- chromatin is organized into higher levels of structure including fibers called solenoids, and at the highest level of structure into a protein maintained nuclear matrix.
DNA Replication: The Beginning
At the appropriate time in the cell cycle the replication of the DNA molecules within the chromosomes begins. The two complementary strands of the molecule are separated and each strand acts as a template for the synthesis of an opposite, new, complementary strand.
- DNA replication begins with the separation of the two complementary DNA strands that make up the molecule.
- the point at which the separation occurs and new synthesis begins is called the replication fork.
- replication always begins at the same point(s), called origins and proceeds in two directions away from the origins to the terminus.
- bacterial chromosomes usually have a single origin and a single terminus.
- eukaryotic chromosomes have multiple origins and termini. These replicons eventually fuse as replication takes place and the new chromosomes are synthesized.
Replication: At the Fork
At the replication fork DNA synthesis takes place using nucleotide triphosphates as precursors for each new strand. Enzymes line up a nucleotide base in a complementary relationship with one on the template strand, remove two of the phosphate groups from the nucleotide, and unite it with the new, growing strand.
- at each replicating fork there are two, separated, single strands of DNA acting as templates.
- new strands of DNA are made by joining together nucleotide bases one at a time.
- each new nucleotide is first paired with a base on the opposite complementary strand A with T and G with C.
- one of the new strands is made in one continuous length as the replicating fork moves away from the origin.
- the second new strand is made in a series of short, discontinuous lengths of DNA which are eventually joined together to form one long strand.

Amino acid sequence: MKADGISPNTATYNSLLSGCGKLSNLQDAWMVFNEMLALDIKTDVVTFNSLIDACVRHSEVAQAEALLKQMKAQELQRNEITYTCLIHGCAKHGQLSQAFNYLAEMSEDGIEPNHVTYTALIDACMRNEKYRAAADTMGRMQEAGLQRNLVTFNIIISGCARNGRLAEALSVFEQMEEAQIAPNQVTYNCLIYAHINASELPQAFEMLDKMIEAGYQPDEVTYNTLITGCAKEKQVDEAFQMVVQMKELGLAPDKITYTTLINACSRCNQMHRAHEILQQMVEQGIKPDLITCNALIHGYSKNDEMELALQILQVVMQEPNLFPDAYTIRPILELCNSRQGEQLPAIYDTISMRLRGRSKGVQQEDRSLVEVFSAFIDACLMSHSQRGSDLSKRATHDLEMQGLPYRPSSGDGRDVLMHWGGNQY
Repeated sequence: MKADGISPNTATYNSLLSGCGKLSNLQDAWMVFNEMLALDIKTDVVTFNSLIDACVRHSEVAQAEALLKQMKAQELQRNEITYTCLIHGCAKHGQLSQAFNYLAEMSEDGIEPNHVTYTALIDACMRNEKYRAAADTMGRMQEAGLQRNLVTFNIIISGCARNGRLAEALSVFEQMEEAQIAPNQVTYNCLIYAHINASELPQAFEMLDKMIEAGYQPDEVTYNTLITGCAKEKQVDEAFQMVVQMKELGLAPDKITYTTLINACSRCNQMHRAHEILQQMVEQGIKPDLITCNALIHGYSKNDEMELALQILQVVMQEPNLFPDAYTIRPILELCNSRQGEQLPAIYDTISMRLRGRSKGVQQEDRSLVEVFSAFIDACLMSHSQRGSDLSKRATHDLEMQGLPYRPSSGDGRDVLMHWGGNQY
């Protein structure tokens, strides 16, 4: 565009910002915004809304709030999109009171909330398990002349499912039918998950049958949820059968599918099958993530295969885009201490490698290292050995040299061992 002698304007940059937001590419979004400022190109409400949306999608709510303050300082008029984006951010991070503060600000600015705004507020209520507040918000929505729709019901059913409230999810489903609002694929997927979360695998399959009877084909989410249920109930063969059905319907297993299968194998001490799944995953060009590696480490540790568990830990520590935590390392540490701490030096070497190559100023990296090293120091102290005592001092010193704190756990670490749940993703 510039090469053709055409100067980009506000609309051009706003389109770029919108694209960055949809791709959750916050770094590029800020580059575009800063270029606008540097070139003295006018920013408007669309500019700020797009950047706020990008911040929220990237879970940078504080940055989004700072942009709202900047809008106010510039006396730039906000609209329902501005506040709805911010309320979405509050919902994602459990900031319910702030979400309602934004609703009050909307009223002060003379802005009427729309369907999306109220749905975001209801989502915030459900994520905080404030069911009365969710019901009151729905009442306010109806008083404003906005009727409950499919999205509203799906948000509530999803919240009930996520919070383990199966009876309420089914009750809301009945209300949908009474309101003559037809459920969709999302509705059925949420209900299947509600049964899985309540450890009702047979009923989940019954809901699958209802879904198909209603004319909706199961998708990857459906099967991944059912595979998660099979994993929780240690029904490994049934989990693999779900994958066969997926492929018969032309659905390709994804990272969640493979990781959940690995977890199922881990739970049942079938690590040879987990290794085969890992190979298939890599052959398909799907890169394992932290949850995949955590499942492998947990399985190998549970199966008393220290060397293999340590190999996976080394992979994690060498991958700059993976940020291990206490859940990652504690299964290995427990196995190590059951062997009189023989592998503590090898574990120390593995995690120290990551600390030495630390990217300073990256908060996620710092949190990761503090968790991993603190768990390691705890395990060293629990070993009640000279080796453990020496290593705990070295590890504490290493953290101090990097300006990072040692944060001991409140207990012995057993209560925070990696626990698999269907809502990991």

- DNA synthesis always needs a short piece of RNA synthesis to get it started. These short lengths of RNA are called primers.
Apart from one or two unique viruses, all DNA in all cells is replicated and synthesized in the same manner. The separation of the two complementary strands is followed by the creation of two new complementary strands.
- once the replication process is complete, each new daughter DNA molecule is half-old and half-new.
- in each new daughter molecule half the old molecule is preserved or conserved.
- this type of DNA replication is thus called semi-conservative.
Separation of the Chromosomes
Before a cell can divide into two new cells, the daughter DNA molecules must be identified and separated from each other in an unambiguous way that ensures that both new cells receive one copy each.
- in prokaryotic cells, which divide by binary fission, the chromosome is attached to the cell membrane. After DNA replication the two new copies are separated by the synthesis on new membrane between them.
- in eukaryotic cells, chromosomes are housed in the nucleus, where most of their regulation and replication takes place.
- prior to cell division the cells enter a period in which the chromosomes and chromatin condense and become highly packaged structures, visible under the microscope after staining with colored dyes.
- within these highly condensed chromosomal structures are two chromatids that hold identical copies of the DNA molecule.
- the two chromatids are held together by a centromere.
- protein microtubules attach to the centromere. These microtubules originate at opposite poles of the cell where they are anchored.
- as the microtubules attached to the centromeres shorten the chromatids separate and each is pulled to opposite sides of the cell.
- in this way the DNA molecules, and the copies of the biological information they carry, are also separated.
- the cell then divides along a line between the two sets of information, forming two new, identical daughter cells.
Science at a Distance
© 1997, 1998, 1999, 2000 Professor John Blamire